Architecture

Architecture of the Kakhovka Hydroelectric Power Plant

On June 6, the Russians blew up the dam of the Kakhovka Hydroelectric Power Plant, rendering it irreparable. Once, this power plant was one of the most important structures of the post-war period and the only station in Ukraine executed in a monumental style. Bird in flight explores the architectural features of the hydroelectric power plant that made it unique.

The P.S. Neporozhnyi Kakhovka Hydropower Plant is the latest, sixth stage of the Dnipro cascade of hydroelectric stations. Despite having the lowest capacity, it generated the largest amount of electricity. It provided electric power and drinking water to the entire southeastern region of Ukraine, the water supply of Crimea depended on it, and its dam connected the right and left banks of the Dnipro River.

Construction of the Kakhovka Hydroelectric Power Plant began on September 20, 1950. The project was entrusted to the team of the “Dniprobud” management, which had previously built the Dnipro Hydroelectric Power Station between 1927 and 1932 and later restored it after the World War II.

The construction of the Kakhovka Hydroelectric Power Plant required 30% more effort than even the construction of the largest hydroelectric power station in Ukraine, the Dnipro Hydroelectric Power Station. The work was complicated by soft soils.

Dam and powerhouse. Photo: Volodymyr Dziubak / Wikimedia Commons

The site for the power station was chosen 10 kilometers away from Kakhovka, on the former right wing of the Kakhovka stronghold, a fortified area on the left bank of the Dnipro River between 1918 and 1920. Thanks to the hydroelectric power plant, the town of Nova Kakhovka was established in 1950, replacing the village of Klyuchove, founded in 1890. People who worked at the power station settled in Nova Kakhovka.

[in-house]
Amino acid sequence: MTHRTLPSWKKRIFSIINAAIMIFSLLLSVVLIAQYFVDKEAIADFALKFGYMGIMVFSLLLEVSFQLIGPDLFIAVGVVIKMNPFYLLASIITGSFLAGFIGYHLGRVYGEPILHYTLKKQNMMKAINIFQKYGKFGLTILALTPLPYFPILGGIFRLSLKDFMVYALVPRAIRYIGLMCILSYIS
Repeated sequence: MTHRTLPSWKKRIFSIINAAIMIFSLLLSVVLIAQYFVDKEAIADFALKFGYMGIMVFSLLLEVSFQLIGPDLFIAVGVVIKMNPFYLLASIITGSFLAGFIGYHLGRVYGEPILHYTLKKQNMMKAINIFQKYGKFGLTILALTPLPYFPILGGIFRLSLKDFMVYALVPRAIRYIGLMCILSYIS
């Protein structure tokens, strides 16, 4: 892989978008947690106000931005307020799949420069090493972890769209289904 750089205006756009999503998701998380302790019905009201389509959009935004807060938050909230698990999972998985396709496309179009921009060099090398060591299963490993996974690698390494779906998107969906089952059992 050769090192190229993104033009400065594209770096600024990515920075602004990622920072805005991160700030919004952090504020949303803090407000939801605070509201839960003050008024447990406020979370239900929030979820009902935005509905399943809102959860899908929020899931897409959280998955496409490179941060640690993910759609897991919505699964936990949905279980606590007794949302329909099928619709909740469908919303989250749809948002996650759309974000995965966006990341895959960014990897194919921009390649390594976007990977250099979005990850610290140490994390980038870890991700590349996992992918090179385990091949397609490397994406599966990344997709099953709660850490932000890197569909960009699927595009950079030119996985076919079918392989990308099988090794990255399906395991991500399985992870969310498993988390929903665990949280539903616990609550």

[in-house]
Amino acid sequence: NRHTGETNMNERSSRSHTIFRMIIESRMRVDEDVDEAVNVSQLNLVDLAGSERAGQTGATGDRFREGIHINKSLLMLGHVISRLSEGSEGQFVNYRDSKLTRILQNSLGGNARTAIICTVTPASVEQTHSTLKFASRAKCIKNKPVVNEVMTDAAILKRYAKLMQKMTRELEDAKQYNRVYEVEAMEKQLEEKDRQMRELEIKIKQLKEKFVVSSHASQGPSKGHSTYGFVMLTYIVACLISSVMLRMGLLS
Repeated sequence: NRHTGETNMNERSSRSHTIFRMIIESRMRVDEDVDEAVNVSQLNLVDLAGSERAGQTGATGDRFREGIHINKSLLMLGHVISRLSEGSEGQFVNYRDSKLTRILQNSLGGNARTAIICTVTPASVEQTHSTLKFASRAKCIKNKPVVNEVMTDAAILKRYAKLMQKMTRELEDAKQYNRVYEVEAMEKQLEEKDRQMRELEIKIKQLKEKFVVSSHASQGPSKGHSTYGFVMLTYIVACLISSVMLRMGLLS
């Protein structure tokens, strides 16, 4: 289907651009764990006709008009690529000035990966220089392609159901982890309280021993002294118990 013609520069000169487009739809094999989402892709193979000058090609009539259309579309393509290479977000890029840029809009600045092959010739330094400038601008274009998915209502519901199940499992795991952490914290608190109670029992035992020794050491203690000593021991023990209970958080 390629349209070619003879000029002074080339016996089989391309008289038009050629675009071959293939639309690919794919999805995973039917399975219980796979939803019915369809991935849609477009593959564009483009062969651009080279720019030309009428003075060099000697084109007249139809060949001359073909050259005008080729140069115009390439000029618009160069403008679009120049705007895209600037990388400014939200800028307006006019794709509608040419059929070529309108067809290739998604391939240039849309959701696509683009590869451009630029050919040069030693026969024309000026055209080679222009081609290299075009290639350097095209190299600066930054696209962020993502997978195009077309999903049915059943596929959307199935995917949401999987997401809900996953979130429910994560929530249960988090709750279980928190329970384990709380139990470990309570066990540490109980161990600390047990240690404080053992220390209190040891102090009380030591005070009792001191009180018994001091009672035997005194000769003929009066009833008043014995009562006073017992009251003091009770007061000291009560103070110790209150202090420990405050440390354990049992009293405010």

The first of the six turbines was installed in August 1954, and a year later, on October 18, it was put into operation. The hydroelectric power plant reached its full capacity on October 19, 1956.

The construction of the power station and the adjacent town of Nova Kakhovka involved 400 enterprises from 300 cities of the Soviet Union. Moscow and Leningrad sent graders, excavators, road machinery, and generators. Ural workers manufactured special excavators, Saratov and Yaroslavl workers produced electric winches and railway cranes. From Belarus, trucks arrived at the construction sites, while transporters came from Kazakhstan and Armenia, compressors from Uzbekistan, and communication devices from Latvia. Kiev, Kharkiv, Zaporizhia, and Odessa provided cables, roofing sheets, and specialized transport.

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Powerhouse of the Kakhovka Hydroelectric Power Plant. Photo: Nova Kakhovka Society for Protecting Cultural Heritage
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Powerhouse of the Kakhovka Hydroelectric Power Plant. Photo: Nova Kakhovka Society for the Preservation of Cultural Heritage.

The construction of the power plant utilized the method of large-block concrete casting, developed by the chief engineer of the project, Petro Neporozhnyi, after whom the hydroelectric power plant was named. In 1954 alone, 700,000 cubic meters of concrete were laid using this method, surpassing the existing world records in the field.